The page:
“This exceptional work, by following the scholar rigor of quality, is another inestimable piece to contribute on the rescue of the human dimension of healthcare. I particularly appreciated the logical and didactical sequence of the chapters, and how the mind-brain problem was scientifically approached on the last ones.” – RONILDA IYAKEMI RIBEIRO. Psychologist, PhD (Brazil). Professor, Faculty of Psychology, University of S. Paulo. Member of the Psychology and Religion Working Group. Representative on the Interreligious Forum for a Culture of Peace and Freedom of Belief.
“A help for us, while responsible for the education of future physicians, through bringing the dimension of spirituality, to make up the integrality of care. A reference to be adopted on our academic Discipline of Spirituality and Thanatology and on our forthcoming specialization on Interfaith Chaplaincy.” – PAULO C. N. FONTÃO. MD, MSc (Brazil). Coordinator Professor, Discipline of Spirituality and Thanatology, Santa Marcelina School of Medicine. Advisor for Family and Community Medicine of the Federal Council of Medicine.
“This is a book we were waiting for – it restores the broken mosaic of the human being. Material worthy to be included in the recommended bibliography of our programs on Palas Athena Association, where we promote the rapprochement of cultures and the knowledge sharing.” – LIA DISKIN (Brazil). Journalist, writer and international lecturer. Coordinator of the Committee for the Decade of Peace, in partnership with UNESCO. Coordinator of the visits of His Holiness the Dalai Lama to Brazil.
“In past, it was not easy for me, as a physician, to stand alone for a Discipline of Spirituality on a medical school. Therefore, I am enthusiastically looking forward at the potential of this work for the advancement of the Spirituality-and-Health binomial understanding, for either teaching, research and assistance purposes.” – ALEXANDRE SERAFIM. MD, MSc (Brazil). Coordinator Professor of the Discipline of Medicine and Spirituality, Department of Medicine, University of Taubate. Instructor on the Order of the Guardians of Humanity.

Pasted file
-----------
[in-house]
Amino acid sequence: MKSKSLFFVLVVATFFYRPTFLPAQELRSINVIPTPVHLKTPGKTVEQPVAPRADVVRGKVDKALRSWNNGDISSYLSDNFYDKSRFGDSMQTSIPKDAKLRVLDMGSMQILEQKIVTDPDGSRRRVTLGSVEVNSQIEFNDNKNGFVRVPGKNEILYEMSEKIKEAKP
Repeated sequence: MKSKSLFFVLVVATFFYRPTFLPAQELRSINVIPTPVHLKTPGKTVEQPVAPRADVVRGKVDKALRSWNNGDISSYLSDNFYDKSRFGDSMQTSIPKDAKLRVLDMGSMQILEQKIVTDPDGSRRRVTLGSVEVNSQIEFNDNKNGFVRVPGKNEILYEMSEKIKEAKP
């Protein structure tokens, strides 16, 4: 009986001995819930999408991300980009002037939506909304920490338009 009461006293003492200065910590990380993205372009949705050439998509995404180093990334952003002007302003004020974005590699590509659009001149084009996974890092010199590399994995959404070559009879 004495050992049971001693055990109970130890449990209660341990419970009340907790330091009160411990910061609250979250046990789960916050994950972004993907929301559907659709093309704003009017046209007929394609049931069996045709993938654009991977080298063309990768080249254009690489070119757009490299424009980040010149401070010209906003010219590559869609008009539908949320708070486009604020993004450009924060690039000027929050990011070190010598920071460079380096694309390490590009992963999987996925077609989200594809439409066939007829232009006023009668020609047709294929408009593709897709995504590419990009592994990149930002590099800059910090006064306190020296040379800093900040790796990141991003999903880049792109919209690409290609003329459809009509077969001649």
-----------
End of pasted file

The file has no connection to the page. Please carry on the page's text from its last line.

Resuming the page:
“An important reading not only for health practitioners, but also for religious ministers of all faiths engaged in pastoral care for sick people. Among the various differentials in this book, the diversity of worldviews, coming from researchers of different countries, makes the work richer.” – JOSE BIZON. MSc, Catholic Canon (Brazil). Full Professor, Faculty of Theology, Pontifical Catholic University of S. Paulo. Ecclesiastical Advisor for Ecumenical and Interreligious Dialogue, Brazilian Conference of Catholic Bishops.
“Congratulations on the magnificent book, which concentrates so diverse and attractive aspects of this important theme, the Spirituality-Health relationship. A reference for professionals of all healthcare areas.” – MARGARETH ROSE PRIEL. MD, PhD (Brazil). Specialized in Bioethics and Pastoral Practice of Health. Participant of the Technical Chamber for Bioethics of the Regional Council of Medicine, State of S. Paulo. Professor in research methodology, and bioethics.
“I had a few opportunities to participate in projects on spirituality and health with Dr. Marcelo Saad, the main editor. Once again, he collected and compiled information on this matter from unique scholars with a variety of views. All readers, whatever their fields of activity, will find much to expand their knowledge in this book.” – ALEXANDER MOREIRA-ALMEIDA. MD, PhD (Brazil). Professor of Psychiatry at Federal University of Juiz de Fora. Coordinator of the Special Group Religion, Spirituality and Psychiatry, at the World Psychiatric Association.
For more information about this book, please click here.